Vectoring is a method used to increase the data rate in xDSL technologies, primarily in VDSL2 and ADSL2+, which is why it is also referred to as VDSL2 vectoring. Vectoring and other methods used in dynamic spectrum management( DSM), such as line bonding or phantom operation, aim to reduce and compensate for the data rate limitations caused by extraneous and interfering signals, interference, crosstalk and near-end crosstalk on the DSL lines of the local loop( ULL).
All three methods, which are also combined together, are intended to increase the transmission rate of the existing copper twisted pairs and thus delay cost-intensive optical cabling for as long as possible. While some dynamic spectrum management methods reduce transmission power or change transmission frequencies for individual DSL lines, vectoring relies on compensation for far-end crosstalk( FEXT) and interference cancellation ( IFC) to improve the interference ratio.
Vectoring is a method standardized by the International Telecommunication Union( ITU) under G.993.5 for reducing interference in the connection area on the copper twisted pair. It is a compensation technique in which a compensation signal is calculated during transmission, i.e., in real time, to filter out the high- frequency interference signals. With this method, VDSL2 in accordance with ITU-T G.993.5 Annex A achieves download data rates of 100 Mbit/s over a line length of 1,000 m, and even data rates of 250 Mbit/s over 500 m in accordance with G.993.5 Annex Q. The data rates for upload are 40 Mbit/s. In upload, the data rates are 40 Mbit/s.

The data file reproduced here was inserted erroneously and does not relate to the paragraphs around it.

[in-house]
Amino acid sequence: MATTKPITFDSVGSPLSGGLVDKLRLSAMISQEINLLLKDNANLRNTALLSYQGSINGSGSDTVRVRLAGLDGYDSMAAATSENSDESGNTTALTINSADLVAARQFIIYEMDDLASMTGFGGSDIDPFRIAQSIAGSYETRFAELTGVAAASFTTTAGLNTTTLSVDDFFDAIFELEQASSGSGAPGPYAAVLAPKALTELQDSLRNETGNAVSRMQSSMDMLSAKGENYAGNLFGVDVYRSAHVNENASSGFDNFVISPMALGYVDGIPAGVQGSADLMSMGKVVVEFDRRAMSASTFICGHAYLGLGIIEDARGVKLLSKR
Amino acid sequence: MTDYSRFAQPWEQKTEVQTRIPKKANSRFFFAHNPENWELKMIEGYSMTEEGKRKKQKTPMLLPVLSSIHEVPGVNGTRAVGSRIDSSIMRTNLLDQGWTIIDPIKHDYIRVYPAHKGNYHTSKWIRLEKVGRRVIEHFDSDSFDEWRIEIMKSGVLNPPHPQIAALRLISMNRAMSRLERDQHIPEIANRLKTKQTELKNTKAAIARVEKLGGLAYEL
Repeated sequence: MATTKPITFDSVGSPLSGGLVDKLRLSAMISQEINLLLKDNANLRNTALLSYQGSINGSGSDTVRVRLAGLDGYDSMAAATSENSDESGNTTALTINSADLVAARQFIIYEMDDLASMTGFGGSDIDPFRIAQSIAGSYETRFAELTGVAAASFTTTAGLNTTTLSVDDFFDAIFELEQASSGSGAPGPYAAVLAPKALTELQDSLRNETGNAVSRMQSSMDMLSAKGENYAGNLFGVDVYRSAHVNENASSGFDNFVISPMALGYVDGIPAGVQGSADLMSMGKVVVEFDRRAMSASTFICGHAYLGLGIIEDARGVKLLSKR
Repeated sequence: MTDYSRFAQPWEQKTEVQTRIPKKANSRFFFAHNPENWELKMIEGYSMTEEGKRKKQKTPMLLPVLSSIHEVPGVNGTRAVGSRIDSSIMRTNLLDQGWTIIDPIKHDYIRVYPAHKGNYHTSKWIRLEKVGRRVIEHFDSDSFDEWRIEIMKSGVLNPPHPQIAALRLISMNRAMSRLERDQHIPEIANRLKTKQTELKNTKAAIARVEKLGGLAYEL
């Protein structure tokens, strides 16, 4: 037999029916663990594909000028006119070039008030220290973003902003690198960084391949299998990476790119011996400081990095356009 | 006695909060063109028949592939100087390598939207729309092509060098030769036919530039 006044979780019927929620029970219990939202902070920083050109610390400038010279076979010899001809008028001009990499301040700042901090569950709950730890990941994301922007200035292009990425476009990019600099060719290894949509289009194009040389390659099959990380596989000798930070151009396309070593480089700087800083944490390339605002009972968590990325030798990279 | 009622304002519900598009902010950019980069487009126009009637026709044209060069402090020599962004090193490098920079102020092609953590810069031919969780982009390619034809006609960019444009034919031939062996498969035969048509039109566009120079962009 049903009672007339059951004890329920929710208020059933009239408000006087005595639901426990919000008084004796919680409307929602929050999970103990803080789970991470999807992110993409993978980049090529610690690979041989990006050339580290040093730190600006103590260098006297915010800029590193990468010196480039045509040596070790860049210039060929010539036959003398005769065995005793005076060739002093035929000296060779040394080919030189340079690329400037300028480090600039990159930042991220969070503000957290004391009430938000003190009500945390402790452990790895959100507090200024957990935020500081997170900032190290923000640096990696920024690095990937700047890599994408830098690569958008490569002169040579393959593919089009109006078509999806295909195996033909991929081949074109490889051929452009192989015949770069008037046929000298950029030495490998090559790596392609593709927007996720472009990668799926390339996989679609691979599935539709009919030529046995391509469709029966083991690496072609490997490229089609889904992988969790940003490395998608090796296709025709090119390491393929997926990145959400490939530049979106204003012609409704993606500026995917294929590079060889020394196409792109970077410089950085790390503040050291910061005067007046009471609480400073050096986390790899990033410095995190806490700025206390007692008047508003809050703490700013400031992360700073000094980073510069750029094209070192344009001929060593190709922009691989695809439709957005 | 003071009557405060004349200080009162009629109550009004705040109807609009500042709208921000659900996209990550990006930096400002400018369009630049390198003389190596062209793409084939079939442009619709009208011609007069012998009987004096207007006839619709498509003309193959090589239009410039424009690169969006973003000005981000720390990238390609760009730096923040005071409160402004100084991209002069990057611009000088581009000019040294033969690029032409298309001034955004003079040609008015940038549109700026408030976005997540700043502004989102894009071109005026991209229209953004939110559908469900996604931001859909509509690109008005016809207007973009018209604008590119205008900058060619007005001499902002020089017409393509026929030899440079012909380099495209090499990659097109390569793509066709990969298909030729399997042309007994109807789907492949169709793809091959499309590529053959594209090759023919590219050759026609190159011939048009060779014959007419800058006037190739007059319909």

VDSL2 vectoring is supported by the Digital Subscriber Line Access Multiplexer( DSLAM) in the local exchange and a VDSL2 vectoring modem at the end user. It is used in FTTC, where fiber optic access technology can be used to supply many subscriber lines. Its implementation is considered to be not entirely unproblematic, since DSL lines from different operators can be located next to each other in subscriber lines, and vectoring involves every single DSL line. However, this would mean that the dynamic spectrum management of the vectoring operator would have to have access to the DSL lines of the competitors.